There are a few things that make them stand out from similar restaurants—there are over two pages of vegetarian options, they provide free iced drinking water, they use metal straws instead of plastic ones, and when you say you want spicy, they believe you!

The massaman curry and the fried red curry with tofu were both delicious. The tofu is deep-fried and much tastier than elsewhere on the island.

It’s open every day including in the low season.

May’s Kitchen

Pad thai with penang curry at Mays, Koh Lanta, Thailand
Pad thai with penang curry

May’s Kitchen is another friendly restaurant with consistently good food.

There aren’t many vegetarian dishes on the menu, but they understand the concept and are happy to do vegetarian versions of everything, so just ask.

We loved the fried yellow curry with vegetables and the pad thai with penang curry.

Our friends raved about the Thai grilled beef salad and they even asked for a vegan version made with mushrooms which they said was fantastic.

Happy Veggie

Tofu satay and samosas at Happy Veggie, Koh Lanta, Thailand
Tofu satay and samosas at Happy Veggie

This vegetarian restaurant has a large menu of meat-free international and Thai dishes.

The food is a little more creative than the typical restaurant and they use red rice.

We particularly like the starters—the vegetable samosas and tofu satay. The veggie burger and stir fry were also tasty. It stays open all year.

Fruit Tree Coffee Shop

This cute cafe is our favourite on Koh Lanta. The owner is very friendly and makes some of the best coffee on the island.

Their cakes are delicious (especially the passionfruit cheesecake) and they have vegan options and bliss balls.

Other items are probiotic honey lemonade, smoothies, salad specials for lunch, and excellent breakfast/brunch dishes including pancakes, waffles, avocado toast, and beetroot hummus on toast.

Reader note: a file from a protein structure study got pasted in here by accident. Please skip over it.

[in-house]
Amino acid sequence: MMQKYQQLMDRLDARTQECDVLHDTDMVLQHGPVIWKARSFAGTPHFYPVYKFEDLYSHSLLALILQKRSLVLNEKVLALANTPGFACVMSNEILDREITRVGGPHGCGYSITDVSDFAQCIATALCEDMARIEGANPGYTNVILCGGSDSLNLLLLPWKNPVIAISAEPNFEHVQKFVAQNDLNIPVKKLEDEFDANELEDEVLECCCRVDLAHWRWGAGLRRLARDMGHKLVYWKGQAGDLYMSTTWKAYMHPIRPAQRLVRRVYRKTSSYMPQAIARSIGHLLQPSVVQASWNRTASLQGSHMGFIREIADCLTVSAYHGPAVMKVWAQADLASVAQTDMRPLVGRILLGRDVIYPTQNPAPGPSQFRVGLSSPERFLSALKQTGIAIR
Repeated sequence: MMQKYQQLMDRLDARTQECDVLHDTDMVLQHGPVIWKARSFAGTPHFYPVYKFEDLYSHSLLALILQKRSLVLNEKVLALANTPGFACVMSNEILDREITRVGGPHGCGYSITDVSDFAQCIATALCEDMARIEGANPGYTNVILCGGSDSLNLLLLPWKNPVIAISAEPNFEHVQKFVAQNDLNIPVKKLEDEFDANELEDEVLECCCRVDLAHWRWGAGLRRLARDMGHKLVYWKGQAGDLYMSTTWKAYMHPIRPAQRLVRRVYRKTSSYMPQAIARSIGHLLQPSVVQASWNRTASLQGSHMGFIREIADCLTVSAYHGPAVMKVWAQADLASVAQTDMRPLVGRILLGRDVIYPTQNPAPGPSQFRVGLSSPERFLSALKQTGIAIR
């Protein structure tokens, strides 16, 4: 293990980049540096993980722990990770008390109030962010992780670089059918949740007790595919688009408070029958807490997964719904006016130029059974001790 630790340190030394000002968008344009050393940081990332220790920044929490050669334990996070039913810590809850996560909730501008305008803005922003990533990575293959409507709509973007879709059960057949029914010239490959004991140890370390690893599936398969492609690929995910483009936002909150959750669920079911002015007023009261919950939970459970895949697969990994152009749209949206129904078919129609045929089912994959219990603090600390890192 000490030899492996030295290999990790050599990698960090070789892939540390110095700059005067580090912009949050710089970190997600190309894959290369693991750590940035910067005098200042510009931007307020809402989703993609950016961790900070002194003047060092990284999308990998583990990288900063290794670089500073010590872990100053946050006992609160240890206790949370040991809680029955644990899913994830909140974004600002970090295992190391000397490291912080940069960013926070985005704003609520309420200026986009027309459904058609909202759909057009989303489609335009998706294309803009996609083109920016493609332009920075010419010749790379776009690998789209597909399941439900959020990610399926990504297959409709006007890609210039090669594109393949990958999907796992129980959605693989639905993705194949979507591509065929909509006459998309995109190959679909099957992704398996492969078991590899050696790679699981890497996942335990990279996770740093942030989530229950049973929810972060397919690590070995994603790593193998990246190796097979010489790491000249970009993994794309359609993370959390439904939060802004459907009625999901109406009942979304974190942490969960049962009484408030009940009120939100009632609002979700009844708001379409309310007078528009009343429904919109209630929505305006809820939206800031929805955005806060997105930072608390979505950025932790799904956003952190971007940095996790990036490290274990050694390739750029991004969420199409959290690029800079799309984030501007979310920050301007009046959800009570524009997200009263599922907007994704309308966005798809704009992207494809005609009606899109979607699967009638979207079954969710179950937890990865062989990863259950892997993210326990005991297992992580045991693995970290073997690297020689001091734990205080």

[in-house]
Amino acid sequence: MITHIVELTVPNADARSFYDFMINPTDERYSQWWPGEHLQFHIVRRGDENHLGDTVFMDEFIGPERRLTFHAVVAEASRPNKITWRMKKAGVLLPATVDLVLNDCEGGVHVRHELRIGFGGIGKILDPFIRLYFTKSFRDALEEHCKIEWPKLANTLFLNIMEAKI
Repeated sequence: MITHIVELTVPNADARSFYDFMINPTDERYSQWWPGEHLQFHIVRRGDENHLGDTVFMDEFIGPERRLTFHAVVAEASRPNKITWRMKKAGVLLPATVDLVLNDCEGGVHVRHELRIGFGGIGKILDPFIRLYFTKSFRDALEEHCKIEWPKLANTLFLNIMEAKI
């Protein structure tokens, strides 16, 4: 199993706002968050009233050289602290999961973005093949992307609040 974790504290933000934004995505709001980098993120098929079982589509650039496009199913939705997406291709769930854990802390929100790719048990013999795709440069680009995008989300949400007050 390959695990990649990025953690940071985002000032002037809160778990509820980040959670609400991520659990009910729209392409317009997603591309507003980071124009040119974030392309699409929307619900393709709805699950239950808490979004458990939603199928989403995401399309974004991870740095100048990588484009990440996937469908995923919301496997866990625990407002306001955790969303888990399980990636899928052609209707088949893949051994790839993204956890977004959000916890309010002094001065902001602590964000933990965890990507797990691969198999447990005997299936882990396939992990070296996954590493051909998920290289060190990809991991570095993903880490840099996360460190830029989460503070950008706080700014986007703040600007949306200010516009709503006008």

They also sell homemade granola, peanut butter, and coconut oil.

Escape Cafe

It’s unusual to find a cafe that does quality coffee right on the beach. Escape Cafe has comfortable seating and platforms right on the sand so you can enjoy the view while enjoying a frappe or Two Scoops ice-cream.

Le Colibri

A French restaurant that does good pizza and wine.


Banana flower salad at Irie, Koh Lanta, Thailand
Banana flower salad

At the north end of Long Beach, Irie is a good option for vegetarians as everything can be made with tofu and they have some creative vegan salads like banana flower, wing bean, and cashew.

We also liked their western salad with sunflower seeds and feta and their tasty spicy potato wedges.

Khlong Nin

French Bakery

Simon’s favourite pizza on the island. They also sell good baguettes and croissants.

Shanti Shanti

Caramelised apple and cinnamon crepe at Shanti Shanti, Koh Lanta, Thailand
Caramelised apple and cinnamon crepe

Shanti Shanti is a cute French cafe with good coffee, crepes (the caramelised apple and cinnamon was so good) and homemade ice creams including interesting flavours like chai. They close in low season.

Kantiang Bay

Drunken Sailors